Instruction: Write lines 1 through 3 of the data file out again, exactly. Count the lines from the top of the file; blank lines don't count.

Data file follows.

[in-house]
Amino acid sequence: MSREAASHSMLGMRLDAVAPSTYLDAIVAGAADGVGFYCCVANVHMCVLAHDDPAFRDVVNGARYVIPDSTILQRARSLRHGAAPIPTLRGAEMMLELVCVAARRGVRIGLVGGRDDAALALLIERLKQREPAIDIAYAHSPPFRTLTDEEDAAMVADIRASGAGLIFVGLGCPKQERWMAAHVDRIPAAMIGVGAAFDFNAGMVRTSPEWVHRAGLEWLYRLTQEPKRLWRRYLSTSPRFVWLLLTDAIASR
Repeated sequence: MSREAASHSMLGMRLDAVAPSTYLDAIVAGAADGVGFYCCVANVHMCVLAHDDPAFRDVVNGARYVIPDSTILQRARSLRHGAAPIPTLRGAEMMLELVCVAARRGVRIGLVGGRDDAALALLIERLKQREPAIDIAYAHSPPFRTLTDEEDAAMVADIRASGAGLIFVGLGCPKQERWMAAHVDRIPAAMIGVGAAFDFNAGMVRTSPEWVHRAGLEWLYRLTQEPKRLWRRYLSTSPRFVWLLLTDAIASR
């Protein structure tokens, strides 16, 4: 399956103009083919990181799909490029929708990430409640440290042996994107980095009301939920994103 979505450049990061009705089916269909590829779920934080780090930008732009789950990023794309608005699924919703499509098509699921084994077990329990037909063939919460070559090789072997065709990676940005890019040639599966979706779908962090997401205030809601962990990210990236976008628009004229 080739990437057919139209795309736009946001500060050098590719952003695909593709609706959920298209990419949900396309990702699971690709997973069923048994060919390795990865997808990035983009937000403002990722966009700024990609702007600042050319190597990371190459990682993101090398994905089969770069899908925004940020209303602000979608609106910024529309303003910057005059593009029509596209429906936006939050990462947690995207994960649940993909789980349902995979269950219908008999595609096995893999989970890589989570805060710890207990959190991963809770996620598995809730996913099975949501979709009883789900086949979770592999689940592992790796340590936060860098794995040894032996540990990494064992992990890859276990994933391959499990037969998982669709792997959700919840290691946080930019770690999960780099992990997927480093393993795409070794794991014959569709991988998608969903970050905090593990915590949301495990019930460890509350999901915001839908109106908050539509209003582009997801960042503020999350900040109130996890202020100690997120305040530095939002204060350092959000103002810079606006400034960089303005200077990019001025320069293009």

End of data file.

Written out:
[in-house]
Amino acid sequence: MSREAASHSMLGMRLDAVAPSTYLDAIVAGAADGVGFYCCVANVHMCVLAHDDPAFRDVVNGARYVIPDSTILQRARSLRHGAAPIPTLRGAEMMLELVCVAARRGVRIGLVGGRDDAALALLIERLKQREPAIDIAYAHSPPFRTLTDEEDAAMVADIRASGAGLIFVGLGCPKQERWMAAHVDRIPAAMIGVGAAFDFNAGMVRTSPEWVHRAGLEWLYRLTQEPKRLWRRYLSTSPRFVWLLLTDAIASR
Repeated sequence: MSREAASHSMLGMRLDAVAPSTYLDAIVAGAADGVGFYCCVANVHMCVLAHDDPAFRDVVNGARYVIPDSTILQRARSLRHGAAPIPTLRGAEMMLELVCVAARRGVRIGLVGGRDDAALALLIERLKQREPAIDIAYAHSPPFRTLTDEEDAAMVADIRASGAGLIFVGLGCPKQERWMAAHVDRIPAAMIGVGAAFDFNAGMVRTSPEWVHRAGLEWLYRLTQEPKRLWRRYLSTSPRFVWLLLTDAIASR